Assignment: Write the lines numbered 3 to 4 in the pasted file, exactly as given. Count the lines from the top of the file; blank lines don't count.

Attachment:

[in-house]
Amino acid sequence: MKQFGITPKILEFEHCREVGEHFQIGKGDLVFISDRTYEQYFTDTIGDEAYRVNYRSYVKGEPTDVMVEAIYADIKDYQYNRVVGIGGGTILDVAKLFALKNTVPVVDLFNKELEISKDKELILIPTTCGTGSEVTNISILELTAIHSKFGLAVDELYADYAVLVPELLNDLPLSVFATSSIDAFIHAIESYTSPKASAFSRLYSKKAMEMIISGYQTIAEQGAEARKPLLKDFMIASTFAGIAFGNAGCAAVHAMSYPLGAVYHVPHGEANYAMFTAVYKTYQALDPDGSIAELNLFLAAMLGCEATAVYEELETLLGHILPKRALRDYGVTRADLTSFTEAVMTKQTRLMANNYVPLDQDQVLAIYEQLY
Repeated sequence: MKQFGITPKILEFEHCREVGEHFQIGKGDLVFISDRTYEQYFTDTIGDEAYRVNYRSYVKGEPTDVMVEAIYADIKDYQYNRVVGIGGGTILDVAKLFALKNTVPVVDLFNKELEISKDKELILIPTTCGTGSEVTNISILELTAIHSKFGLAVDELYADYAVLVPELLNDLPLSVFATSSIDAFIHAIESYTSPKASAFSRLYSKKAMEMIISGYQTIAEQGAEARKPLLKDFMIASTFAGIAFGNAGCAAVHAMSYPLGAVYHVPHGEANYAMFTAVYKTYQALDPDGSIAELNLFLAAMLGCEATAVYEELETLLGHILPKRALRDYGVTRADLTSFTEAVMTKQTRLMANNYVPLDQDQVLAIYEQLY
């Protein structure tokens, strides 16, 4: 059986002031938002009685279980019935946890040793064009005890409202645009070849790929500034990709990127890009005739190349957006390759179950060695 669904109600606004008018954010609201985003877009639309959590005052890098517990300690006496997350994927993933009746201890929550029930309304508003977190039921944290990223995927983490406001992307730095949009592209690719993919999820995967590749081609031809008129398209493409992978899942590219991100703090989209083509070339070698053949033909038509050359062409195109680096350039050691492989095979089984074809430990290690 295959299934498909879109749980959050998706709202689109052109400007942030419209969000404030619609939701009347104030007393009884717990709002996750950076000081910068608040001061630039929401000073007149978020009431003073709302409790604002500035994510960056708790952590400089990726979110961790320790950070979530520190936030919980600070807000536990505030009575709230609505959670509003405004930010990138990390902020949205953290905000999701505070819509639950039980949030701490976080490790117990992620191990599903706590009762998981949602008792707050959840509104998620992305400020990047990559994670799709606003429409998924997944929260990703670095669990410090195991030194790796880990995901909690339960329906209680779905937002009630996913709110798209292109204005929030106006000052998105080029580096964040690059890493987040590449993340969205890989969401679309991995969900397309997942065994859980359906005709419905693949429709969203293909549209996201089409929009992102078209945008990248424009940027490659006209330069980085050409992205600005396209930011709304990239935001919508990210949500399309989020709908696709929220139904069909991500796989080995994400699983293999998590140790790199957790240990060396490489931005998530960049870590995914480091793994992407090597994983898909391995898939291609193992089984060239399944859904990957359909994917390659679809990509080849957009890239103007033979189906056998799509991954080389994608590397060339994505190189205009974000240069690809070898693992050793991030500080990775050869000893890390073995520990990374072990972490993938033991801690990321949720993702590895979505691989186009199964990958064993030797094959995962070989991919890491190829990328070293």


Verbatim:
Repeated sequence: MKQFGITPKILEFEHCREVGEHFQIGKGDLVFISDRTYEQYFTDTIGDEAYRVNYRSYVKGEPTDVMVEAIYADIKDYQYNRVVGIGGGTILDVAKLFALKNTVPVVDLFNKELEISKDKELILIPTTCGTGSEVTNISILELTAIHSKFGLAVDELYADYAVLVPELLNDLPLSVFATSSIDAFIHAIESYTSPKASAFSRLYSKKAMEMIISGYQTIAEQGAEARKPLLKDFMIASTFAGIAFGNAGCAAVHAMSYPLGAVYHVPHGEANYAMFTAVYKTYQALDPDGSIAELNLFLAAMLGCEATAVYEELETLLGHILPKRALRDYGVTRADLTSFTEAVMTKQTRLMANNYVPLDQDQVLAIYEQLY
């Protein structure tokens, strides 16, 4: 059986002031938002009685279980019935946890040793064009005890409202645009070849790929500034990709990127890009005739190349957006390759179950060695 669904109600606004008018954010609201985003877009639309959590005052890098517990300690006496997350994927993933009746201890929550029930309304508003977190039921944290990223995927983490406001992307730095949009592209690719993919999820995967590749081609031809008129398209493409992978899942590219991100703090989209083509070339070698053949033909038509050359062409195109680096350039050691492989095979089984074809430990290690 295959299934498909879109749980959050998706709202689109052109400007942030419209969000404030619609939701009347104030007393009884717990709002996750950076000081910068608040001061630039929401000073007149978020009431003073709302409790604002500035994510960056708790952590400089990726979110961790320790950070979530520190936030919980600070807000536990505030009575709230609505959670509003405004930010990138990390902020949205953290905000999701505070819509639950039980949030701490976080490790117990992620191990599903706590009762998981949602008792707050959840509104998620992305400020990047990559994670799709606003429409998924997944929260990703670095669990410090195991030194790796880990995901909690339960329906209680779905937002009630996913709110798209292109204005929030106006000052998105080029580096964040690059890493987040590449993340969205890989969401679309991995969900397309997942065994859980359906005709419905693949429709969203293909549209996201089409929009992102078209945008990248424009940027490659006209330069980085050409992205600005396209930011709304990239935001919508990210949500399309989020709908696709929220139904069909991500796989080995994400699983293999998590140790790199957790240990060396490489931005998530960049870590995914480091793994992407090597994983898909391995898939291609193992089984060239399944859904990957359909994917390659679809990509080849957009890239103007033979189906056998799509991954080389994608590397060339994505190189205009974000240069690809070898693992050793991030500080990775050869000893890390073995520990990374072990972490993938033991801690990321949720993702590895979505691989186009199964990958064993030797094959995962070989991919890491190829990328070293």